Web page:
So, how is ERCOT Texas holding up under all that a/c demand?
Here's the ERCOT Texas forecast, as of May 13, 2020:
ERCOT adjusted its peak load forecast to 75,200 MW to account for economic impacts related to COVID-19. The new forecast is 1,496 MW less than what was reported in the preliminary summer SARA and increases the summer 2020 reserve margin to 12.6%, up from 10.6%.
However, the new forecast is still higher than ERCOT’s all-time peak demand record of 74,820 MW set on Aug. 12, 2019.
The grid operator anticipates there will be sufficient generation to meet the expected demand under normal/expected operating conditions.Most interesting: despite the lockdown / meltdown-2020 / COVID-19 -- whatever you want to call it -- the new forecast is still higher than ERCOT’s all-time peak demand record of 74,820 MW set on Aug. 12, 2019.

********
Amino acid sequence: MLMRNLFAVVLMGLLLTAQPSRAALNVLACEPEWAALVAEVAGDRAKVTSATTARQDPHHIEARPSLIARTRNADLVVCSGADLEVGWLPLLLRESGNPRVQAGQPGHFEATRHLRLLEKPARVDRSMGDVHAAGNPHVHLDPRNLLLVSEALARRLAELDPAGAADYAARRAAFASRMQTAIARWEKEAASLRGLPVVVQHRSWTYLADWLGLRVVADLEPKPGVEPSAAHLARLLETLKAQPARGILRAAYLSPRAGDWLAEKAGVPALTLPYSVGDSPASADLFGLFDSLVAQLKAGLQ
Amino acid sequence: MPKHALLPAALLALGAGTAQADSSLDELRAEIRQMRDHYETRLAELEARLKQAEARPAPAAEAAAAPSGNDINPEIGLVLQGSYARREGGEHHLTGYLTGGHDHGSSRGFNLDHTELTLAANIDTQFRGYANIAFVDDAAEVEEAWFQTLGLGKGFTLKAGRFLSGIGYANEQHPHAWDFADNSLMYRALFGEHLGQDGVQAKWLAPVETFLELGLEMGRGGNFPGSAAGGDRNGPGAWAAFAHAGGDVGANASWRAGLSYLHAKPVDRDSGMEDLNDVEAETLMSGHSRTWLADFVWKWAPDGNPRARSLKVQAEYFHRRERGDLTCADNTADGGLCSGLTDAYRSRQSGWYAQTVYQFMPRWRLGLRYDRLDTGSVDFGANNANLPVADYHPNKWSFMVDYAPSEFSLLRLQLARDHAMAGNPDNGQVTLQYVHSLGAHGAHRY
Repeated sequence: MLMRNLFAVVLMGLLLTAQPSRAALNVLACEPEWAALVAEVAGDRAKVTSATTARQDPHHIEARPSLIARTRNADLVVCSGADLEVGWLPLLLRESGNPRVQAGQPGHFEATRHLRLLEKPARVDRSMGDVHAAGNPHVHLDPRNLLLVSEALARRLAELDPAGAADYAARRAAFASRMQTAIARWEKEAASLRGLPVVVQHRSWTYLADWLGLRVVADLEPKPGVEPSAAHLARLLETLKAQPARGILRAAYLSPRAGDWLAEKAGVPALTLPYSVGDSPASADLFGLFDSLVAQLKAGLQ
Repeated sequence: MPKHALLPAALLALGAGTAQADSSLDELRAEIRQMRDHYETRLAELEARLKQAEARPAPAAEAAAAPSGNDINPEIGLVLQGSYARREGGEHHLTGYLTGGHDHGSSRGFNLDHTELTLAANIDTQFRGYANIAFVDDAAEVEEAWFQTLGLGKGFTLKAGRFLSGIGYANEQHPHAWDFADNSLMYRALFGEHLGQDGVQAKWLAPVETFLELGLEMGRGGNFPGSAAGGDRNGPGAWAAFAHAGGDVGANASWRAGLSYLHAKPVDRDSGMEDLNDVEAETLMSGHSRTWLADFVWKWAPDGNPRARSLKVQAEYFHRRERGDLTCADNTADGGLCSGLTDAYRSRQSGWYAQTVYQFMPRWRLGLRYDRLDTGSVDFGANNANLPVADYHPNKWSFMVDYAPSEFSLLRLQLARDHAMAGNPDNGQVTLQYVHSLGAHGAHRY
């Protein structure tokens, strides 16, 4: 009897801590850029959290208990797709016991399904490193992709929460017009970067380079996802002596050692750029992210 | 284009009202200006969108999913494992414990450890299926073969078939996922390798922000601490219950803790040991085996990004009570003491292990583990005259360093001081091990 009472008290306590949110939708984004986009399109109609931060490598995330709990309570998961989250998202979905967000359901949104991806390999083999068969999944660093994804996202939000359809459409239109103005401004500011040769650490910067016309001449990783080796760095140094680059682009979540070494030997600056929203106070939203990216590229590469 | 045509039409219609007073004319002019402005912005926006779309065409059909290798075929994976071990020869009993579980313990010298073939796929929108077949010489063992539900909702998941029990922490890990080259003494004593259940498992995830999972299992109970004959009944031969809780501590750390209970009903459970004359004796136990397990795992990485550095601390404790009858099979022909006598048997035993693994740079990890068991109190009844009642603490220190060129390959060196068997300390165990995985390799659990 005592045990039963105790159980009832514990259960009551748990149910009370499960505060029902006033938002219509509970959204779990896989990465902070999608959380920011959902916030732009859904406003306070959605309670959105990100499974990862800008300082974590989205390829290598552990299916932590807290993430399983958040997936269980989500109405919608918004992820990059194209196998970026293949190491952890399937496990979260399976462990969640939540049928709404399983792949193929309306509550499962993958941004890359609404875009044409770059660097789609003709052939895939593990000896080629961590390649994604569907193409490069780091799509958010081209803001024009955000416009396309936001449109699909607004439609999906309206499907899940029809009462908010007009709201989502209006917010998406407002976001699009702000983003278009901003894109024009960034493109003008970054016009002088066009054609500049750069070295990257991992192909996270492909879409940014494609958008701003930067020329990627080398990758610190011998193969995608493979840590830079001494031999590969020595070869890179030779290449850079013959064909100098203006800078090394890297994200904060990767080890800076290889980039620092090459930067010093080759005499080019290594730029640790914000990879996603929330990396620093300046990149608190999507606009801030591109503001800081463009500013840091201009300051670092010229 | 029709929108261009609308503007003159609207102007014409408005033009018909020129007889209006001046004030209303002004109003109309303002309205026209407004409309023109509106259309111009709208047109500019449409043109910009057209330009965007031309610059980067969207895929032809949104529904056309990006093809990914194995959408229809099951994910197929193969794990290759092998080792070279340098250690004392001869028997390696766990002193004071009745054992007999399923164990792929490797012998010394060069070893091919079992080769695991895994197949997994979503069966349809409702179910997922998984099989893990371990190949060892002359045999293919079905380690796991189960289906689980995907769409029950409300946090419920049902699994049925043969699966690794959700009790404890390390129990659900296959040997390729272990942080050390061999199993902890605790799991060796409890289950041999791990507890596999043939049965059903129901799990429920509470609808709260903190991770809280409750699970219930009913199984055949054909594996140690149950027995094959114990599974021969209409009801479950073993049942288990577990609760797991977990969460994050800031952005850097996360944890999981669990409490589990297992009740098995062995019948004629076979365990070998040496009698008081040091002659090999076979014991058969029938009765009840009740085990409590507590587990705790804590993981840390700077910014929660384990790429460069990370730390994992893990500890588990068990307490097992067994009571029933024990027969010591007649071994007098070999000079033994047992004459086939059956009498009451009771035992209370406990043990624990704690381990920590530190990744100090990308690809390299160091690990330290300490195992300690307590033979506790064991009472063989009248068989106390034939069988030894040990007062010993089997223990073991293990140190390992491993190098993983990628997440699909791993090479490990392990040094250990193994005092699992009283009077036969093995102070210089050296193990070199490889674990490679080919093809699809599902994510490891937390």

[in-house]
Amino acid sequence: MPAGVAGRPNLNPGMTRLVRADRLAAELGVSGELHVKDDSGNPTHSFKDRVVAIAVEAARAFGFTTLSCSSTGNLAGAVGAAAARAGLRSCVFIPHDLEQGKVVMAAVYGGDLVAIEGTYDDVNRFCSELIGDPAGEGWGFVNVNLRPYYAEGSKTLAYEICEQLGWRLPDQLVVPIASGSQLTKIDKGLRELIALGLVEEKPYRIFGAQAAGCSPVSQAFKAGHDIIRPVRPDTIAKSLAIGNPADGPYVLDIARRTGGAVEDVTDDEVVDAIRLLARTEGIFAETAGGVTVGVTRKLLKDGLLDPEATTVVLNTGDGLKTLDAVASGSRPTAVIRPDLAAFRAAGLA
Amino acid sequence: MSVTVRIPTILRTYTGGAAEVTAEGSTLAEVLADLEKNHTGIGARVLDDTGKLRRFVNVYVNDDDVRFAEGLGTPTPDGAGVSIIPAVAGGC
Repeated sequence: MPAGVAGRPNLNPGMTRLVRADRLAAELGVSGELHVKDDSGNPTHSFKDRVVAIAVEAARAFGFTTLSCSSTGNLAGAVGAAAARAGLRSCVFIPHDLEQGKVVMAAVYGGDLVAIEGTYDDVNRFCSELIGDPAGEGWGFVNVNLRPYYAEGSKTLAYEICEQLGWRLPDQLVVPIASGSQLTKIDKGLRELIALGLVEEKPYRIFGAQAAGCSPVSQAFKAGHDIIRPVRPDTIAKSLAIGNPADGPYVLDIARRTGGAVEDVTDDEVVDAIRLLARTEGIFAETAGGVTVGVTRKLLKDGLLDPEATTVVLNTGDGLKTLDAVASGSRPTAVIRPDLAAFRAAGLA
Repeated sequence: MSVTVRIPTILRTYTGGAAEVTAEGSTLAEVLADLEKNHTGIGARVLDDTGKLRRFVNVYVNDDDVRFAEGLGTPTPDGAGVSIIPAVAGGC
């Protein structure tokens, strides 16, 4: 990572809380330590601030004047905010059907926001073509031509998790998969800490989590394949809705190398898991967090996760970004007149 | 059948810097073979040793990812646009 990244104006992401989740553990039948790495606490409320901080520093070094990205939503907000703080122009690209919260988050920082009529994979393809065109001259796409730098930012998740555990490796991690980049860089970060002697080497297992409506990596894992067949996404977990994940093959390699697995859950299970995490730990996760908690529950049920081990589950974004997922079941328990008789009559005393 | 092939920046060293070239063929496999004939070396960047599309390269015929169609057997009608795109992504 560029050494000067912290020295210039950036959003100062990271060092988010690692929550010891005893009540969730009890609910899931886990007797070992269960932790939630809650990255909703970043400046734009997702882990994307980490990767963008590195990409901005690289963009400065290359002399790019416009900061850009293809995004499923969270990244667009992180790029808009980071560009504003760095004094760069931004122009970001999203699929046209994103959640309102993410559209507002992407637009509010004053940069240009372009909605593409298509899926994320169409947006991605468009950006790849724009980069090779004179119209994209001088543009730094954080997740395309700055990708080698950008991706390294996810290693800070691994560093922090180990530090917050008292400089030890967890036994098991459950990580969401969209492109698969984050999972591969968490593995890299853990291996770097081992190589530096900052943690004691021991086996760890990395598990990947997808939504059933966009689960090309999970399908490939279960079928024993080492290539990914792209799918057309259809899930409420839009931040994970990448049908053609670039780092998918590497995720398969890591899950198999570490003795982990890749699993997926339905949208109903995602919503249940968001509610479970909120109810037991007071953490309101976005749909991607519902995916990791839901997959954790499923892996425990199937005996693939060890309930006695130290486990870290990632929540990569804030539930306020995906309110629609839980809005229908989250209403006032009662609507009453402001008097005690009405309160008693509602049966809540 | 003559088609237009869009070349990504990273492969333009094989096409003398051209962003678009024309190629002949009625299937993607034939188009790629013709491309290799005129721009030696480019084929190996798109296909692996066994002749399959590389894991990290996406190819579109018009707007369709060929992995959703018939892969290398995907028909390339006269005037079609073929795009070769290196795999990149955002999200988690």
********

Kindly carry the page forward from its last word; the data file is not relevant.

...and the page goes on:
Today, from this link:
It's my impression that Texas is pro-growth and is preparing for increased grid requirements compared to the northeast US which seems, to me, to be anti-growth and not preparing for increased grid requirements.
It will be interesting to look at the grid five years from now across the US. I hardly have a dog in this fight -- I use so little energy -- but it will be interesting to follow.
By the way, ISO New England costs today, link here:
So, how's all that renewable energy working out? Natural gas still accounts for 63%: